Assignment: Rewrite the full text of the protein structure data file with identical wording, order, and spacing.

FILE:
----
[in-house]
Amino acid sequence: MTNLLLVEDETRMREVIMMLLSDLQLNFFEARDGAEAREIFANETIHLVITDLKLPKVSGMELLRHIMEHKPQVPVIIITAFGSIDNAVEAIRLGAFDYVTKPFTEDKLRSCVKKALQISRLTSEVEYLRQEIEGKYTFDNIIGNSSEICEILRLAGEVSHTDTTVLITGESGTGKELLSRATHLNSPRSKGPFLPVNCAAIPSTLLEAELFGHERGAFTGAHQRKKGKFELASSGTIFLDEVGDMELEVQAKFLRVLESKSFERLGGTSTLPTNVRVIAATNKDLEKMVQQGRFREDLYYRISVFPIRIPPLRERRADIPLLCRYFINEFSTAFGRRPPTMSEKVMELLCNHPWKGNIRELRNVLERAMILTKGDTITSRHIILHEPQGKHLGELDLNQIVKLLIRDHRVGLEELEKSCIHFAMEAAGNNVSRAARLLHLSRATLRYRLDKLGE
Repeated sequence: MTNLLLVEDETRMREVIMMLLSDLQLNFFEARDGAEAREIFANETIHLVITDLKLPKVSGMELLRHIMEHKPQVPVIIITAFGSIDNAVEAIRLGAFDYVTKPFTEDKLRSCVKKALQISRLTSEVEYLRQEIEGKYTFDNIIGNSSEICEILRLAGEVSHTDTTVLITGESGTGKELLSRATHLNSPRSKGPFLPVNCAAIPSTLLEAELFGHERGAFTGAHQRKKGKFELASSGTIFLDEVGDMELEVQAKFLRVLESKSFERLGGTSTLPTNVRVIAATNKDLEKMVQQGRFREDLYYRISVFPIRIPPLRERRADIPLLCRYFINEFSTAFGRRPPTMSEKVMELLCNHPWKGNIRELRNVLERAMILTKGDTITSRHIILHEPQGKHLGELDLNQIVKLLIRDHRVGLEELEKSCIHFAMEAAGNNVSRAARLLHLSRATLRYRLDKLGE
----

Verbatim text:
[in-house]
Amino acid sequence: MTNLLLVEDETRMREVIMMLLSDLQLNFFEARDGAEAREIFANETIHLVITDLKLPKVSGMELLRHIMEHKPQVPVIIITAFGSIDNAVEAIRLGAFDYVTKPFTEDKLRSCVKKALQISRLTSEVEYLRQEIEGKYTFDNIIGNSSEICEILRLAGEVSHTDTTVLITGESGTGKELLSRATHLNSPRSKGPFLPVNCAAIPSTLLEAELFGHERGAFTGAHQRKKGKFELASSGTIFLDEVGDMELEVQAKFLRVLESKSFERLGGTSTLPTNVRVIAATNKDLEKMVQQGRFREDLYYRISVFPIRIPPLRERRADIPLLCRYFINEFSTAFGRRPPTMSEKVMELLCNHPWKGNIRELRNVLERAMILTKGDTITSRHIILHEPQGKHLGELDLNQIVKLLIRDHRVGLEELEKSCIHFAMEAAGNNVSRAARLLHLSRATLRYRLDKLGE
Repeated sequence: MTNLLLVEDETRMREVIMMLLSDLQLNFFEARDGAEAREIFANETIHLVITDLKLPKVSGMELLRHIMEHKPQVPVIIITAFGSIDNAVEAIRLGAFDYVTKPFTEDKLRSCVKKALQISRLTSEVEYLRQEIEGKYTFDNIIGNSSEICEILRLAGEVSHTDTTVLITGESGTGKELLSRATHLNSPRSKGPFLPVNCAAIPSTLLEAELFGHERGAFTGAHQRKKGKFELASSGTIFLDEVGDMELEVQAKFLRVLESKSFERLGGTSTLPTNVRVIAATNKDLEKMVQQGRFREDLYYRISVFPIRIPPLRERRADIPLLCRYFINEFSTAFGRRPPTMSEKVMELLCNHPWKGNIRELRNVLERAMILTKGDTITSRHIILHEPQGKHLGELDLNQIVKLLIRDHRVGLEELEKSCIHFAMEAAGNNVSRAARLLHLSRATLRYRLDKLGE